Catholicism and Infallibility

In perusing the Internet, I came across the following image, which illustrates the Catholic explanation of how infallible Christian doctrine exists in the world today:

As you could probably guess, I disagree with the argument made by this image in a number of ways.

  1. Infallibility. The illustration fails to show how the current “magisterial authority” of Catholicism maintains its infallibility. It seems like circular reasoning to me. Specifically, merely holding the office of Pope cannot make one infallible unless there is something special about that office other than its claim of infallibility. Simply putting on a funny hat does not make a man infallible in doctrine: he is infallible in doctrine if God has selected him to be His representative in this world and continues to direct him through revelation. Catholic doctrine holds that the Pope is infallible – but that the time of revelation has ceased. However, those two points of doctrine are fundamentally contradictory. How can one communicate the will of God except by being privy to the will of God through revelation? One cannot do what the Apostles did except by holding the same authority and wielding the same power as the Apostles. If you don’t have the keys and a driver’s license, you’re not the driver, as much as you may like sitting in the driver’s seat.
  2. Tradition. The Catholic Church must cite tradition as the source for at least some of its doctrines because so many of its doctrines simply do not exist in scripture. However, tradition is nothing. Just as culture is always in flux, so is tradition – or regular cultural practice – always in flux. While scripture is innately prescriptive in nature, tradition is descriptive. Scripture states what should be done, while tradition is what people actually do. When one reads the epistles of the New Testament, it becomes clear that, even while the Apostles were alive, Christian tradition was continually trying to diverge from true Christian doctrine. Thus, the idea that tradition could be taken as the standard of doctrine is an irrational one. Again, we have a situation of circular reasoning: “Catholic doctrines are valid because they are based on Catholic traditions. Catholic traditions are valid because they are the source of Catholic doctrine.” Catholicism cannot prove in any way that its non-Biblical traditions originate from Christ or the Apostles. If the Pope were to say that he had received revelation from God stating that to be the case, that would at least be something, whether we believed his claim or not. However, again, he makes no such claim.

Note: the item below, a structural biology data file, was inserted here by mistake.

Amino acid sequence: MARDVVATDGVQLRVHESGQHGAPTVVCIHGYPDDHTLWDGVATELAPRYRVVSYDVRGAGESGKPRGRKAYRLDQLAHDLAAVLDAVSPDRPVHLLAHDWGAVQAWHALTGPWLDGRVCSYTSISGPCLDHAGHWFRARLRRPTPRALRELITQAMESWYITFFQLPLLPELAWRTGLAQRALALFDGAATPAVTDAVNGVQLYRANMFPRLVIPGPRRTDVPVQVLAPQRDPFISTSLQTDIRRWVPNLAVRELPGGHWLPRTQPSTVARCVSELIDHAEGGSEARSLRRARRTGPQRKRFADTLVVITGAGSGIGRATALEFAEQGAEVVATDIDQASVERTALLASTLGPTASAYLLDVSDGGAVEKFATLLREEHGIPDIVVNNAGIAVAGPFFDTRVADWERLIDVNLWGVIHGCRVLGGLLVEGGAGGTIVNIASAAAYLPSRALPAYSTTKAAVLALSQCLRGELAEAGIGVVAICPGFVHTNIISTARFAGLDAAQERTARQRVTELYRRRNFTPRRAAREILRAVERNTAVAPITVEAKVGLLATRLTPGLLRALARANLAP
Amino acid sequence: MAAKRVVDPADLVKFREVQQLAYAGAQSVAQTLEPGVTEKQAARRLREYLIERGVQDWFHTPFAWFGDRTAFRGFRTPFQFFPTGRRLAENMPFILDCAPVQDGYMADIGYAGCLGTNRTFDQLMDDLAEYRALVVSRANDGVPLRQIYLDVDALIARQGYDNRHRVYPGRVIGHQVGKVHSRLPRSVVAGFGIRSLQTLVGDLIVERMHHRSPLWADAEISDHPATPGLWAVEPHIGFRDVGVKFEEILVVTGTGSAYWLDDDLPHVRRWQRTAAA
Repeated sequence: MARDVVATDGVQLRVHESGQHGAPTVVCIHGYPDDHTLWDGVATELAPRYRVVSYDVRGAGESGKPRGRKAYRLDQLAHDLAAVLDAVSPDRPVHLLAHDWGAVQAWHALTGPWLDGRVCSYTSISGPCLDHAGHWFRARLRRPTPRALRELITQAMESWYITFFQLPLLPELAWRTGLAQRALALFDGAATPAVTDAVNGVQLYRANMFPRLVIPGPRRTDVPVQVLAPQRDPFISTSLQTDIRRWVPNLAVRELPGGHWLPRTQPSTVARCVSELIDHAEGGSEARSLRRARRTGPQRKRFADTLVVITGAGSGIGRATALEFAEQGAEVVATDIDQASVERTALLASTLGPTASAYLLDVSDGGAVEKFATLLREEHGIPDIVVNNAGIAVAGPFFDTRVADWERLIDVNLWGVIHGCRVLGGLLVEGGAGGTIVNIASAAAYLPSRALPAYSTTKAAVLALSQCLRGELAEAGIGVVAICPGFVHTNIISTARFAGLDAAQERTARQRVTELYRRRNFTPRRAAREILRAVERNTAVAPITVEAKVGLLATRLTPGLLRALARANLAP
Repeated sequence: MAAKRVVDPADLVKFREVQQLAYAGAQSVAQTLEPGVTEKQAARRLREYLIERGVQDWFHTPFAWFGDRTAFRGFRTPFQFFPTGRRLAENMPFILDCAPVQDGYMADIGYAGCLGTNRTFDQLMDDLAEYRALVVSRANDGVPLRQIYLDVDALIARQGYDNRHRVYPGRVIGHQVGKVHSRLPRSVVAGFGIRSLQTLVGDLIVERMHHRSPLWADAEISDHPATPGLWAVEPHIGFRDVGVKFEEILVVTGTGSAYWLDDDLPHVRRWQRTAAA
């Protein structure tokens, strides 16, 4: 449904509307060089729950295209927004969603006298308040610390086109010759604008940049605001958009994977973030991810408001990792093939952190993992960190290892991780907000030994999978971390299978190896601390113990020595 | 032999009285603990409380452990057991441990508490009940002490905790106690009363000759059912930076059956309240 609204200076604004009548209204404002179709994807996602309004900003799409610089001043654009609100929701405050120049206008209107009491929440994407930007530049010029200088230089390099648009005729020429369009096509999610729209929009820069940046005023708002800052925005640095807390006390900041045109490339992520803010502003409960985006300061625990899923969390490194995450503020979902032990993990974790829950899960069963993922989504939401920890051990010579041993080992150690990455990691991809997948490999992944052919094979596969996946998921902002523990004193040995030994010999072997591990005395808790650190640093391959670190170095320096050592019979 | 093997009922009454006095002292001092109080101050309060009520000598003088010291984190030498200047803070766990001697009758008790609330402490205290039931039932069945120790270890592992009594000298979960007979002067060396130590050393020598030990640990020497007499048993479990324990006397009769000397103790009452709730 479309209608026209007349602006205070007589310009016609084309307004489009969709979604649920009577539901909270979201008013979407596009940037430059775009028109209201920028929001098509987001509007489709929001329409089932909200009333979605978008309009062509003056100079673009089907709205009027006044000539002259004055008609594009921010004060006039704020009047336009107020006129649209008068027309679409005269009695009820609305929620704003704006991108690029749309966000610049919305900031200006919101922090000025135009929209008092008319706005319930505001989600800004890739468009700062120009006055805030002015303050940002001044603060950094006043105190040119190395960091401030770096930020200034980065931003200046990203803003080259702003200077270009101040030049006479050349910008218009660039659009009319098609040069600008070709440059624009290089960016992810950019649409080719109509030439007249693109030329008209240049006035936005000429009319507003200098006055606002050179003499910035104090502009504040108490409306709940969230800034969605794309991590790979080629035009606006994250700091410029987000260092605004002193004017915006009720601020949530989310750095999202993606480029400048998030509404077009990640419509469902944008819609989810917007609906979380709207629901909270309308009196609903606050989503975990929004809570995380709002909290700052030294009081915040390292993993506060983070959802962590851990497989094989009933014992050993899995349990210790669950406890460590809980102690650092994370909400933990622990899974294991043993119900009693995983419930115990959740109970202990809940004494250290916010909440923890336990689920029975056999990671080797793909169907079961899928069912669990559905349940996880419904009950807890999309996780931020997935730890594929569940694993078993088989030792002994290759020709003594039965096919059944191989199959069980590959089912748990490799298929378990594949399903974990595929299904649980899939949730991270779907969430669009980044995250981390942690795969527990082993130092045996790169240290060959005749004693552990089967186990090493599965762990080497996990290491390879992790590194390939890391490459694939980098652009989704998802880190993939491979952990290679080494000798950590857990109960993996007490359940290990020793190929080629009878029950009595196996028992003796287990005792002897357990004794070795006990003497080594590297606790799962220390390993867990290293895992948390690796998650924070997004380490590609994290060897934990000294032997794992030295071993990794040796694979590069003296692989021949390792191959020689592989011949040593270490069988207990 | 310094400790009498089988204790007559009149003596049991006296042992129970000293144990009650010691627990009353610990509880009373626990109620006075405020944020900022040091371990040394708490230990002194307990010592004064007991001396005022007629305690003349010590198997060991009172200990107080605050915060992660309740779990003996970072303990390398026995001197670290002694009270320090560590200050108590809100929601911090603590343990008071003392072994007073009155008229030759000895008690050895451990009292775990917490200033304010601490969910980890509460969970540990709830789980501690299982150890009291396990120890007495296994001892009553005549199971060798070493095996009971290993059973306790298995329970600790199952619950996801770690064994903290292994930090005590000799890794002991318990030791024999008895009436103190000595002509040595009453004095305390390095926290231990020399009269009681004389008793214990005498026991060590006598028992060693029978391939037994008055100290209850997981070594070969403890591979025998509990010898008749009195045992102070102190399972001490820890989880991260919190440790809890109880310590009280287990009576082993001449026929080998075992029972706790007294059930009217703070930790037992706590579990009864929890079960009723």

3. Scripture. Scripture is a much more reliable source of doctrine than tradition, but even scripture has its flaws. While scripture may be perfect when it is written, when people transcribe and translate it without the aid of revelation, it often becomes imperfect. And even if a passage of scripture does perfectly address an issue specific to the Christians of Antioch in A.D. 100, there may not be an existing scripture that can perfectly address an issue specific to the Christians of Houston in 2011. For this reason, we need prophets in our time as much as anyone ever needed prophets previously. Just as it takes a prophet to write scripture through revelation, it also takes a prophet to interpret and apply scripture through revelation – and to receive new scripture as needed. Without such revelation, we only have leaders who say that we should follow them by citing such irrelevant things as tradition and “divinity” degrees that they have received from secular institutions.

The bottom line is that infallibility cannot exist without revelation. No man is ever infallible unless he is under the direct and active guidance of God. Thus, by denying the existence of modern prophecy and revelation, Catholicism contradicts its claims of infallibility. If a religion is not led by revelation – continuing revelation – it is not led by God, and is thus subject to the intrinsically flawed guidance of human beings.

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